Ergonomics That Work
January 7, 2013
- This story and more are available in the January edition of Knowledge Magazine - the Official Safety Magazine of the U.S. Army.
FORT DETRICK, Md. - Ergonomics is the applied science of equipment design in the workplace to reduce fatigue and discomfort and increase productivity. Cumulative trauma disorders, repetitive stress injuries and work-related musculoskeletal disorders are synonymous terms. All relate to musculoskeletal and nervous system injuries caused by repetitive tasks, forceful exertions, vibrations, compression (pressing against hard surfaces) and/or sustained awkward positions.
Fatigue and Impairment
In most administrative areas, the source of fatigue or RSIs can often be easily identified by observing the work habits of the individual and/or design of the workstation. For example, individuals who work with a keyboard and/or mouse on top of the desk are at risk of fatigue or RSIs in the back, shoulders, neck, arms and/or wrists. Leaning forward to reach the keyboard puts stress on the lower spine and neck muscles; raising the shoulders to reach the keyboard or mouse will stress the shoulders; and allowing the arm or wrist to lean on the edge of the desk can result in a compression injury. Individuals who sit or slump in a chair without appropriate lumbar spine support risk compressive forces on the lower spine. Even a good task chair can cause pain if it's not the right size or adjusted properly.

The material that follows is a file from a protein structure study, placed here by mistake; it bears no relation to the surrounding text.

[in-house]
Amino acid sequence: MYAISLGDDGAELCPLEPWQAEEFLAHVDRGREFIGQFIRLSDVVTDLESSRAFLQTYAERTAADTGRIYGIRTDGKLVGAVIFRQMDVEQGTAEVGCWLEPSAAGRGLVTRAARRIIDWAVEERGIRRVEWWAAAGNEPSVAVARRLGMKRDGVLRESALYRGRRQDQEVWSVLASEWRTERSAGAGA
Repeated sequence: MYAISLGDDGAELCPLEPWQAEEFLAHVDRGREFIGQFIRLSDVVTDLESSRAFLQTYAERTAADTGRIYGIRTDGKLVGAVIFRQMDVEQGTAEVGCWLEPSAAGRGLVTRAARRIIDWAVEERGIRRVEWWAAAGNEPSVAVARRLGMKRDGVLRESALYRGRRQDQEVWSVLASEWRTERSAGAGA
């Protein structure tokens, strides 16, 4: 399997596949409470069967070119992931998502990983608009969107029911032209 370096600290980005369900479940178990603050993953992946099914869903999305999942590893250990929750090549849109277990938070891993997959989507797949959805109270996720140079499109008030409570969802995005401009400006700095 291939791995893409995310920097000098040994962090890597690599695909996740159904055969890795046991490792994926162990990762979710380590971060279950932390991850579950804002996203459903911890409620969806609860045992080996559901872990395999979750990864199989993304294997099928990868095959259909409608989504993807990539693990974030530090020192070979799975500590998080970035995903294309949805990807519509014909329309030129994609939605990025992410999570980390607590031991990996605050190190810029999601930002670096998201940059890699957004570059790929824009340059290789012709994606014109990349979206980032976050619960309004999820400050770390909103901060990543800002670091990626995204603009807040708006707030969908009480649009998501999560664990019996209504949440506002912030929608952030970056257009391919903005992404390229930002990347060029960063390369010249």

Neck or shoulder fatigue for most individuals often starts mid-day, ending soon after the work day is over, which can be attributed to tilting the head forward to view a monitor that's too low. Tilting the head backward to view a monitor that's too high can result in neck pain throughout the workday. Fatigue or pain can also result from twisting the head to read documents or holding the phone between the ear and the shoulder, which can increase stress on the neck and shoulder joints and muscles.
Sitting improperly for long periods can result in back pain, as joints can get stiff and dysfunctional when held in one position for multiple hours each day. Other contributors to back pain include slumping in a chair, lack of support from the chair, improper fit of the chair, improper type of chair for computer use, prolonged sitting without a break and overreaching for the keyboard or mouse.
Chairs that are too high leave the feet dangling, and the constant downward pull on the legs can result in lower back pain. Individuals who keep their chair too low risk stress or injury to the ankles, back and everything in-between as a result of "dropping" into the chair. The shoulders, neck and back are also affected when pushing up from a chair that is too low.
Many individuals are not aware that fatigue, stress or musculoskeletal disorders are often the result of poor ergonomics. They blame poor sleeping habits, strenuous workouts, gardening, carrying children, etc. While these are certainly contributors, the stressors of a poor ergonomic work environment may be the significant, or even primary, factor in how a worker feels. The following tips for setting up your equipment can be useful in improving the ergonomics of a work environment.
• When typing, the shoulders should be relaxed with the keyboard at or slightly below elbow height and parallel with the forearms.
• Keep the wrists in a good neutral (straight) position.
• If the keyboard is on the desktop, ensure the keyboard "feet" are disengaged to avoid wrist flexation.
• For most individuals, a good keyboard/mouse tray is recommended. Adjust the tray in a slight negative slope (i.e., the front of the keyboard is higher than the back, which will help keep the tray off the knees and promote straight wrists).